After 60 years of incorporation as a city, Mayor Carl Gerlach said Thursday that he credits Overland Park’s success to a history of intentional leadership.
Hundreds gathered at the Overland Park Convention Center on yesterday afternoon to hear Gerlach deliver the 2020 Overland Park State of the City address. Gerlach mentioned the various factors that led to the city’s recognition on lists as a great place to live, including education, strong community relations and quality of life.
“Awards are nice, but the attributes that lead to them don’t just happen,” Gerlach said. “They require intentional leadership — for us that’s 60 years of intentional leadership. I once heard someone say while other cities are playing checkers, Overland Park plays chess.”
Four panelists, including Kansas Department of Transportation Secretary Julie Lorenz and OP Chamber of Commerce CEO Beth Johnson, joined Gerlach on stage to further address topics related to their respective expertise. Two hot topics included the U.S. 69 Highway expansion and the success of the city’s economic developments.
U.S 69 HIGHWAY
The expansion of U.S. 69 Highway is both a top priority and the biggest challenge for Overland Park, Gerlach said. Current numbers show it would cost $300 million to completely rebuild the highway and add two lanes on either side, he said.
City leaders decided to explore the possibility of a toll system on the highway to fund the expansion in November 2019. Results from a preliminary feasibility study should be available by March, but if the city doesn’t consider funding options, expansion may not occur for 10 years, Gerlach said. Lorenz said KDOT has $435 million worth of delayed projects to complete, and outside of those projects, nothing will be added to the pipeline.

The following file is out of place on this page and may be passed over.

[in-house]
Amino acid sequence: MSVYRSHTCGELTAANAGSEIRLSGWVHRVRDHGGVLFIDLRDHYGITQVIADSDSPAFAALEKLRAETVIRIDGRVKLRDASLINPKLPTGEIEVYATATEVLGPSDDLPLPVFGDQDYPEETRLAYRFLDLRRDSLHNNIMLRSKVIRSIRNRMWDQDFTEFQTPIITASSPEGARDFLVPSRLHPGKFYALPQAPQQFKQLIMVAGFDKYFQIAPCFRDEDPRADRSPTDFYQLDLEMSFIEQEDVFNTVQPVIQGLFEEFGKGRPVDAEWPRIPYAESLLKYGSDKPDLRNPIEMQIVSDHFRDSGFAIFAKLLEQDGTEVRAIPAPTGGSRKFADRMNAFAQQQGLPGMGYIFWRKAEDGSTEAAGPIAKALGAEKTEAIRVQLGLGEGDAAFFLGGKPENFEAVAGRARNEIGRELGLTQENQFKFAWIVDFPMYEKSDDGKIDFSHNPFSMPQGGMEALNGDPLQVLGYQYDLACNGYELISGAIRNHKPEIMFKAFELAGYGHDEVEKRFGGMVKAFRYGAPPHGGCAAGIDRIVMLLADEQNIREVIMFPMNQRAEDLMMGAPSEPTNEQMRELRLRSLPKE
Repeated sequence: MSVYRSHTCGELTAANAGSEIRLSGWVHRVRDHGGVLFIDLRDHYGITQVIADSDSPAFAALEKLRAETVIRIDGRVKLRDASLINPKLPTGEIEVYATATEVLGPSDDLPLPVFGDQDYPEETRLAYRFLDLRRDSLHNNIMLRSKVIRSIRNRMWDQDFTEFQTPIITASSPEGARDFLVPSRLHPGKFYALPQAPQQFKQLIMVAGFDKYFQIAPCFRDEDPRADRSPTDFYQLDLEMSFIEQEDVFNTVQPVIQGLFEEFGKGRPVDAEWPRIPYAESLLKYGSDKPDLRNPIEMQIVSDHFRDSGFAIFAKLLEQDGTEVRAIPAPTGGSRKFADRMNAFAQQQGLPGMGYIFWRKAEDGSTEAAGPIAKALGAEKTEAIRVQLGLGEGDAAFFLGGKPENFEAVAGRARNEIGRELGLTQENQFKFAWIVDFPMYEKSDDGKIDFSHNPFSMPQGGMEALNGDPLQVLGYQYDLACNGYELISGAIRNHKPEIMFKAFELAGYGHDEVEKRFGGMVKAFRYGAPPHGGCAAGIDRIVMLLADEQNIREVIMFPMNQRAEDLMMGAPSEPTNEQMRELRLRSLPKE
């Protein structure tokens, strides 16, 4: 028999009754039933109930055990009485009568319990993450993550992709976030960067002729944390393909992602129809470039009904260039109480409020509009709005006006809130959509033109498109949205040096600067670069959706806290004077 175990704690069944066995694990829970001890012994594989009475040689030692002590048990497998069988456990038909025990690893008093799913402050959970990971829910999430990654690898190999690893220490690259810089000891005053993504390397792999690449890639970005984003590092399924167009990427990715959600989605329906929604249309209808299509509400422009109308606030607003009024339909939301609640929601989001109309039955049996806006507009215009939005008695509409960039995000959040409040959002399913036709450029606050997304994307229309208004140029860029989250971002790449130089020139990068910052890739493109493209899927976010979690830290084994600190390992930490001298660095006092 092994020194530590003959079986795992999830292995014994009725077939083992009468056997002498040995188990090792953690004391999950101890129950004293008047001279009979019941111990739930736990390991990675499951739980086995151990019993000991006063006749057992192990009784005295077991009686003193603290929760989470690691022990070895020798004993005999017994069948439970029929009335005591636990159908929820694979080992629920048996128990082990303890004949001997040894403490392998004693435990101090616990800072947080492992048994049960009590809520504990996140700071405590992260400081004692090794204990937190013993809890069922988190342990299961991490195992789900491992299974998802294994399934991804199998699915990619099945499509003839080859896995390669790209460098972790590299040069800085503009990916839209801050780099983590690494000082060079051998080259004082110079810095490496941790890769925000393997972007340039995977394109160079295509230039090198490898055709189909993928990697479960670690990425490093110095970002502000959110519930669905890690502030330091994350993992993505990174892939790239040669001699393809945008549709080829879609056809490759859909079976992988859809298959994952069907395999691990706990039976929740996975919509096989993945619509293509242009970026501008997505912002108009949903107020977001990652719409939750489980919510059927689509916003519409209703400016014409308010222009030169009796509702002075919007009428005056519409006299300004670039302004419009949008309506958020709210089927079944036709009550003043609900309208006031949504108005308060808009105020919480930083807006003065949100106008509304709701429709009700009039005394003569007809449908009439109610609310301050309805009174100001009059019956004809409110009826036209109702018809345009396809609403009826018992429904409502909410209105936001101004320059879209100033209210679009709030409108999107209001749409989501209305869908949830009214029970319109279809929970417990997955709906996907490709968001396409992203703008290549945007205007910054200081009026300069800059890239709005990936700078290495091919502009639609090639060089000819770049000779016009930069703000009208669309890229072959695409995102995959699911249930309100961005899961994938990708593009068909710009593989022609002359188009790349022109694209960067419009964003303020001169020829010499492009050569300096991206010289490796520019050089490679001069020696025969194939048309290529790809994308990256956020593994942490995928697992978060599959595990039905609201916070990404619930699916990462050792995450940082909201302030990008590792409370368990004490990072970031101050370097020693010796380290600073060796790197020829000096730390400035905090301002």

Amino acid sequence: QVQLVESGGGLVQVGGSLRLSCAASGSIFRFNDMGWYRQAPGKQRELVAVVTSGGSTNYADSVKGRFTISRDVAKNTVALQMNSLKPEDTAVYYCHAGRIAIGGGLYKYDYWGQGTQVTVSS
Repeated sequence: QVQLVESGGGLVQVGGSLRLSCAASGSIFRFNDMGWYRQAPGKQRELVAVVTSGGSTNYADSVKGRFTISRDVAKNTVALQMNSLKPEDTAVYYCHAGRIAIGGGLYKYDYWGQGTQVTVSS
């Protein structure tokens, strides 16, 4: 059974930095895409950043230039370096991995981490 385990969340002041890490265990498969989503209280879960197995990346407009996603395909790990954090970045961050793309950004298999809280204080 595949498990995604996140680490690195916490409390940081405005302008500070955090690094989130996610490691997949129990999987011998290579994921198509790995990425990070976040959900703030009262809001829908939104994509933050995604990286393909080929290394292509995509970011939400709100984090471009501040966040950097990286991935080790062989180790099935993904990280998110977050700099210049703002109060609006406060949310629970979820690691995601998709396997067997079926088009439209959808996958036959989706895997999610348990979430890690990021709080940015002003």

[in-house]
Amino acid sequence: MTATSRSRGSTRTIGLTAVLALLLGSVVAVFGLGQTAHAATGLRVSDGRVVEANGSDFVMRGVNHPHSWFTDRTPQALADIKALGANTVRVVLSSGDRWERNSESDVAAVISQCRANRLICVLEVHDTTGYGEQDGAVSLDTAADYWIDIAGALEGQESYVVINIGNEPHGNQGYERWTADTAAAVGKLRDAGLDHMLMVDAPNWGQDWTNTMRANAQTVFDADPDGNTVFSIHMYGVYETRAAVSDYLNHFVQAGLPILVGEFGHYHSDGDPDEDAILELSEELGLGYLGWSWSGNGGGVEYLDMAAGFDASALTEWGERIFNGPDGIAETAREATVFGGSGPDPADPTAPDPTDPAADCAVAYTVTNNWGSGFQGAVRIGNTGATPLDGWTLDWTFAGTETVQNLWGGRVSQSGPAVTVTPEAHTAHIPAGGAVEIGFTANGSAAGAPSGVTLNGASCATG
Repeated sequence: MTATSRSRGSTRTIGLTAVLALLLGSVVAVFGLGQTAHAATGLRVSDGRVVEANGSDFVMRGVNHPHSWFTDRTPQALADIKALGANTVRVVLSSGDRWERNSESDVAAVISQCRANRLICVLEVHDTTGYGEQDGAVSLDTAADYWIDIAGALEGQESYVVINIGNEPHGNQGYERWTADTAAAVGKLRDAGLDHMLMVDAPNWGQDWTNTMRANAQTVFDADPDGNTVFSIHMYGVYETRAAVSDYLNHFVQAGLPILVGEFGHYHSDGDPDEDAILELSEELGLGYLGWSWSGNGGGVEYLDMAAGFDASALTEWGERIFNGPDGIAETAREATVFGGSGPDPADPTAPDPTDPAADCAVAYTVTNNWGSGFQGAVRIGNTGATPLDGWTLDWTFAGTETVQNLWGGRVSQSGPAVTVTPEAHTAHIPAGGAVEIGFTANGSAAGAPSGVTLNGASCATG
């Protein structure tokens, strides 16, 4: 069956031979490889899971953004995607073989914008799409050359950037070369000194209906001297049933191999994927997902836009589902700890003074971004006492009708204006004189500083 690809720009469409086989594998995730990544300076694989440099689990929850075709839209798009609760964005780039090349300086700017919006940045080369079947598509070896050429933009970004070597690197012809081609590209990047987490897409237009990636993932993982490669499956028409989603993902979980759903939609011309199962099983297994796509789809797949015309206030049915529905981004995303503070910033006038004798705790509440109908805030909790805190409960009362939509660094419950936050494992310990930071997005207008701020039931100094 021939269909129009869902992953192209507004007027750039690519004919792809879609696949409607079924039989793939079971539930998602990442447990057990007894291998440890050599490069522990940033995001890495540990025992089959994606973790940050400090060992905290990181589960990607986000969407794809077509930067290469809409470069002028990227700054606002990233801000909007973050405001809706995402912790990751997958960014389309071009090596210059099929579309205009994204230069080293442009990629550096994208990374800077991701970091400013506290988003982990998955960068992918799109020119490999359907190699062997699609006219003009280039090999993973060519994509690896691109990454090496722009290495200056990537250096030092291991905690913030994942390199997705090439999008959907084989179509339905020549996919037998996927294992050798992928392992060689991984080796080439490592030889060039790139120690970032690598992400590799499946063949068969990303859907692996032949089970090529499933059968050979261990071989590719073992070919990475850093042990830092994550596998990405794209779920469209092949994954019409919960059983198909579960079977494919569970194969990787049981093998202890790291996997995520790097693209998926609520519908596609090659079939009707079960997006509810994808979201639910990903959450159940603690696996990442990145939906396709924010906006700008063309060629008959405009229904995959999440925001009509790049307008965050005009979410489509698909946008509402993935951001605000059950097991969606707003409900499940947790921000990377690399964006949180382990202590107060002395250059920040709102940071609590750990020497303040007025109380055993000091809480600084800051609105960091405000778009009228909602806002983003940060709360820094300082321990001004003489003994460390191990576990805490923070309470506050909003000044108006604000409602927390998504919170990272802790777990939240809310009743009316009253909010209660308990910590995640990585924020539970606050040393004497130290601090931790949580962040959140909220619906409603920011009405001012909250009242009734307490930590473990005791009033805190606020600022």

The toll system would be an express lane added to both sides of the highway, which drivers would have the option to utilize. Additionally, KDOT would construct and maintain the expansion, and collect a percentage of the tolls to pay for it. If the preliminary study shows residents are interested in this option, an in-depth feasibility study would follow and could take up to 18 months, Lorenz said.
Since this would be the first toll system of its kind in Kansas, Lorenz said specific details have not yet been ironed out.
The public-private partnerships in Overland Park were a main focus of Gerlach’s speech: 2019 was the city’s second-highest year for private investments at $700 million, beat out only by 2018 at $800 million. Public-private partnerships are made possible through the city’s amenities, Johnson said: quality of life, education, access to the workforce and real estate.
Back in the 1960s to 1980s, Gerlach said Overland Park was seen as a “bedroom city.” There weren’t enough jobs for residents to not have to drive to a different city for work. But the steadily increasing population, at almost 200,000, has brought in over 7,000 jobs in the last five years, he said. Today, the city is one of two “prevailing job centers of the entire metropolitan,” he said.
“It’s crucial that we remain a community of choice for residents and businesses for new jobs,” Gerlach said. “We need to do that by never losing sight of our duty to be fiscally responsible. I want to make it clear: we do not ever put Overland Park’s finances at risk.”
Despite the recent federal court approval for a Sprint and T-Mobile merger, Gerlach said he’s still not bent out of shape with Sprint. He said the city has a great working relationship with the company, and said that he is comfortable with Sprint as the merger will bring 5G to the area.
Another main topic was the construction of a new fire station for training students at Blue Valley Southwest High School. Incoming Superintendent Tonya Merrigan said the program, which will work similarly to the district’s CAPS program, offers hands on experience necessary to form the partnership.